I have yet to mention post typhoon analysis on my rig. I returned from that elementary school on the hilltop overlooking the marina and inspected the lines. I had to take up about 1 inch of slack. The only line I had to adjust was the port forward leading sidestay. This sidestay and the port side saw the greatest initial wind speed. Later in the typhoon winds shifted around and keep from behind the boat. I saw no stretching of this line.

    One thing I want to point out is that anyone with a big multihull like mine should seriously and I mean seriously consider what type of wind load a 100 mph wind makes. Holding my front end and port side where the highest winds were expected were 4 dyneema lines, 2 huge polyesters, and 4 chains connected to cement posts. Further, I had antichaffing gear on all lines. If you find yourself in this situation don't forget that the ball the rotating mast sits on is your strongest tie point. People came back to the marina after the storm and were asking why the marina staff went around loosening lines. They didn't realize the workers did nothing and all their lines had stretched.

    To prevent as much stretch as possible on my lines I had 7 bags of cement midway on the lines. The wind had to first pick up 7 bags of cement before the line became tight. Other sailors couldn't believe the extent to which I protected the boat. Oh..I mentioned all glass was protected and everything triple tied down?

    Regarding your concern about localized loading on the line. I was really really pleased to have found strain insulators. In this new rig not a single Dyneema line contacts metal of any sort. I learned this lesson form the first mast. The strain insulators are glass smooth surfaces with a wide turning radius. Some of you may not have the time to read the full presentation so let me at least post a picture of a strain insulator so you know what I am talking about. They are made and used by the millions to support utility poles. Unfortunately all I can find locally are brown ones and to get the white ones requires a huge minimum order.

    .....
    You wrote:
    IMHO, a fat head main has no place on a cruising sailboat.

    I agree with your mindset about a smaller rig and making it with lower aspect ratio for cruising sailors. Perhaps if vendors had suggested this in Thailand I would have gone this route. I hope to see more people agree with you as fewer cruising sailors will have the negative experiences the former owners of my boat had.
     

    Attached Files:

  9. tspeer
    Joined: Feb 2002
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    tspeer Senior Member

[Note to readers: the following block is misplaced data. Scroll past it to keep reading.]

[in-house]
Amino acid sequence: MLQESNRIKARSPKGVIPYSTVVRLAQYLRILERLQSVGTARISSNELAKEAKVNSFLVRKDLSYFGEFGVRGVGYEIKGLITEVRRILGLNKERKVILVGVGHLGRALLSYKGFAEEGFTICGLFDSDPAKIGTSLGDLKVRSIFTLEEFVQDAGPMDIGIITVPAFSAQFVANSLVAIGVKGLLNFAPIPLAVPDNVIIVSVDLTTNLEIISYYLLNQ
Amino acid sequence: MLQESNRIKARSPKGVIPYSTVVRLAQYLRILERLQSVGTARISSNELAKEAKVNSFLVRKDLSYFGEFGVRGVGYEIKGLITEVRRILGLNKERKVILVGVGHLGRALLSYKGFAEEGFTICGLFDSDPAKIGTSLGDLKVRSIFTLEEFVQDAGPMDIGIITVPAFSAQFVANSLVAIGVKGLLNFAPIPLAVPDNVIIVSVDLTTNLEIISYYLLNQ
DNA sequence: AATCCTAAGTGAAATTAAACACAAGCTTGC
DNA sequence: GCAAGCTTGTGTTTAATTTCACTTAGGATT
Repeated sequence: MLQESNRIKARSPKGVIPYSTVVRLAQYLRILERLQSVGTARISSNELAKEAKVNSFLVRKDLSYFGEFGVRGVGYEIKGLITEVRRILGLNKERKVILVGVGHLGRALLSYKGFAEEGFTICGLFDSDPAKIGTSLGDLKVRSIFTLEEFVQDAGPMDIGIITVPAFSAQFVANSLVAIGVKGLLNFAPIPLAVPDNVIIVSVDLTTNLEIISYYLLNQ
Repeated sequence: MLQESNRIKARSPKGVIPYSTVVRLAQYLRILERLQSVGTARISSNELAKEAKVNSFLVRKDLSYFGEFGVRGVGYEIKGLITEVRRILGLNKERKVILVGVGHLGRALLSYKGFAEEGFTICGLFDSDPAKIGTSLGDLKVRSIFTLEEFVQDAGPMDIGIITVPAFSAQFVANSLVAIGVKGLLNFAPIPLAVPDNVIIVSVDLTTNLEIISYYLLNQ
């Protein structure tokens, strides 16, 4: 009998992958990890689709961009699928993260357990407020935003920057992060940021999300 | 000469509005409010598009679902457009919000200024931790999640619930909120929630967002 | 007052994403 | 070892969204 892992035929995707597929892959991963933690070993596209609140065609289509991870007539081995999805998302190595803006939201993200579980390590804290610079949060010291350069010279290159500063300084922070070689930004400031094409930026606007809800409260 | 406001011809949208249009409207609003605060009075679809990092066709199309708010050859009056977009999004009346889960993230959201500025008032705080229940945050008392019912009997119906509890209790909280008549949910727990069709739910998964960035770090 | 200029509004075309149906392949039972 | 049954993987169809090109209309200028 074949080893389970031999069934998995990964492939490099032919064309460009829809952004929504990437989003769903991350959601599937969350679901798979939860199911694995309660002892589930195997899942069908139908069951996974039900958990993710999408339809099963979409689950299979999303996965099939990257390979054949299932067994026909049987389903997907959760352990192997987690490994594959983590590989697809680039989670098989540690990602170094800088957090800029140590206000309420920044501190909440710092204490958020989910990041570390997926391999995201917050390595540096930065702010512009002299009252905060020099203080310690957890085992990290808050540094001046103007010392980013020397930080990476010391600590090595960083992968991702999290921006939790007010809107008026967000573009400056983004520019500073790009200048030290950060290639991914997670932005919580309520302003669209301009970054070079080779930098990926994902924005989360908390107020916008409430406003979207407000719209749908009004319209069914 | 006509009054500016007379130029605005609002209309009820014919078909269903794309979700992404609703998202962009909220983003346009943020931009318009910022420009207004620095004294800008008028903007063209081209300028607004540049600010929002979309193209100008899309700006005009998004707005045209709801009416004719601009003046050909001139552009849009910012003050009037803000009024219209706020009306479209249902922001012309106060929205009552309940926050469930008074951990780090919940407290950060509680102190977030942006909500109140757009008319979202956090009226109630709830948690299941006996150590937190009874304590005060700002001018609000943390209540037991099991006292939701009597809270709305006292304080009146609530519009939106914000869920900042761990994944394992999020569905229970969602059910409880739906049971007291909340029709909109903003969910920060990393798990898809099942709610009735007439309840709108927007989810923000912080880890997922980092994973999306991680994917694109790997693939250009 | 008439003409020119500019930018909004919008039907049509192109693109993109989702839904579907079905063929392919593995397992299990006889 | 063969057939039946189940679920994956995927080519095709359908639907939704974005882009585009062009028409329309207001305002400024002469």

I believe what you have created is known as a self-equalizing equal-tension system. These are widely used in rock climbing for belay anchors.

    See:
    http://www.caves.org/section/vertical/nh/51/Multi-point pre-equal anchors.pdf
    http://www.rescuedynamics.ca/articles/pdfs/EarnestAnchors3.pdf
    Rescue Systems 1 Chapter 11

    There are ways of rigging this kind of system so the load is shifted to the remaining chainplates if there is a failure of one of them. It would be possible to have redundant tensioning lines, too, so there are no single point failures in the backstays.

    Basically, all of the heeling moment from the rig is being taken by your forward shrouds. Because the backstays have equal tension on both sides, they are equivalent to a single backstay on the centerline. The rig is statically determinate, which is why it does not benefit from preload.
     

  10. pbmaise
    Joined: Jul 2010
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    Location: Cebu the Philippines

    pbmaise Senior Member

    Aloha Tom,
    Thank you for the terms. I don't want to reinvent terms and will update my presentations to term my rig as a self-equalizing equal-tension system.

    I appreciate your technical term statically determinate and explanation why there is no benefit from preloading. Of all the things that raise eyebrows about how I designed my rig, it is the low load on rigging lines that concerns other sailors. They are used to strumming rigging lines like piano wires and they universally say I must tighten my lines far more. However, I think I really have really been there and done that with the first mast I over compressed.

    It has really taken me a lot of resolve to pick the ball up again and rethink my previous fiasco.

    There is one correction to your post that may further raise eyebrows.

    The only function of the forward leading stays is to prevent the mast from being pushed backwards when the sail is not up. With the sail up, the mast is being pulled forward, and both forward leading side stays are unloaded.

    I made the attached drawing to try and show how heeling load is taken up primarily by the lines connecting the spar in the foot of my sail.

    QUESTION: I doubt I have been the only one to ever think along these lines. Any other designs of self-equalizing equal-tension rigging?

    Philip Maise

    p.s. I updated Presentation 1
     

    Attached Files:

    Last edited: Nov 26, 2013